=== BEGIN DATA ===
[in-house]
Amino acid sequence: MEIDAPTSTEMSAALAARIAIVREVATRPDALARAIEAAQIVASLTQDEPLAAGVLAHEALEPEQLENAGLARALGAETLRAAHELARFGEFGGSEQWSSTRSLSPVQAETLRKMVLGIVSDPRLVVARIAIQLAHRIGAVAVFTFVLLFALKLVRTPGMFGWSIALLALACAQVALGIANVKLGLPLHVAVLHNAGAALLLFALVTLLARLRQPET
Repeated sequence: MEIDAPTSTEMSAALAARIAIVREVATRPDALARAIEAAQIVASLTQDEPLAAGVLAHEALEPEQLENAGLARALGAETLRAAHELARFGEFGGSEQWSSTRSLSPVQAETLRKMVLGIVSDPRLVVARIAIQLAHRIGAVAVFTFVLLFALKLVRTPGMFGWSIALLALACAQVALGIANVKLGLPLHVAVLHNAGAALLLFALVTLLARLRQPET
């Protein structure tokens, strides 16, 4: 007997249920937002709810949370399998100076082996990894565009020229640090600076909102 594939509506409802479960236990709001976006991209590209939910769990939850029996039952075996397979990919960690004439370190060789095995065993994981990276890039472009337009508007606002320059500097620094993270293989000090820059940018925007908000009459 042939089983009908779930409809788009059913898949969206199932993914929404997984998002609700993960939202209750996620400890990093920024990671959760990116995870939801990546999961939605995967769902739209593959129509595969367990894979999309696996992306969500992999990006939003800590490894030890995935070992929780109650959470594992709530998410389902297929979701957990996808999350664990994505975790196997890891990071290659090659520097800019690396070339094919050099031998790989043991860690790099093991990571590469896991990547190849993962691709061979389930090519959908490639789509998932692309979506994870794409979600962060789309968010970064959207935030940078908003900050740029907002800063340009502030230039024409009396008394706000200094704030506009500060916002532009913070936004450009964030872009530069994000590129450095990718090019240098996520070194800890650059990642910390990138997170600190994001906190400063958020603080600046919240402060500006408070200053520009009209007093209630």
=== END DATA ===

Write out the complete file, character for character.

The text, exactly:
[in-house]
Amino acid sequence: MEIDAPTSTEMSAALAARIAIVREVATRPDALARAIEAAQIVASLTQDEPLAAGVLAHEALEPEQLENAGLARALGAETLRAAHELARFGEFGGSEQWSSTRSLSPVQAETLRKMVLGIVSDPRLVVARIAIQLAHRIGAVAVFTFVLLFALKLVRTPGMFGWSIALLALACAQVALGIANVKLGLPLHVAVLHNAGAALLLFALVTLLARLRQPET
Repeated sequence: MEIDAPTSTEMSAALAARIAIVREVATRPDALARAIEAAQIVASLTQDEPLAAGVLAHEALEPEQLENAGLARALGAETLRAAHELARFGEFGGSEQWSSTRSLSPVQAETLRKMVLGIVSDPRLVVARIAIQLAHRIGAVAVFTFVLLFALKLVRTPGMFGWSIALLALACAQVALGIANVKLGLPLHVAVLHNAGAALLLFALVTLLARLRQPET
């Protein structure tokens, strides 16, 4: 007997249920937002709810949370399998100076082996990894565009020229640090600076909102 594939509506409802479960236990709001976006991209590209939910769990939850029996039952075996397979990919960690004439370190060789095995065993994981990276890039472009337009508007606002320059500097620094993270293989000090820059940018925007908000009459 042939089983009908779930409809788009059913898949969206199932993914929404997984998002609700993960939202209750996620400890990093920024990671959760990116995870939801990546999961939605995967769902739209593959129509595969367990894979999309696996992306969500992999990006939003800590490894030890995935070992929780109650959470594992709530998410389902297929979701957990996808999350664990994505975790196997890891990071290659090659520097800019690396070339094919050099031998790989043991860690790099093991990571590469896991990547190849993962691709061979389930090519959908490639789509998932692309979506994870794409979600962060789309968010970064959207935030940078908003900050740029907002800063340009502030230039024409009396008394706000200094704030506009500060916002532009913070936004450009964030872009530069994000590129450095990718090019240098996520070194800890650059990642910390990138997170600190994001906190400063958020603080600046919240402060500006408070200053520009009209007093209630």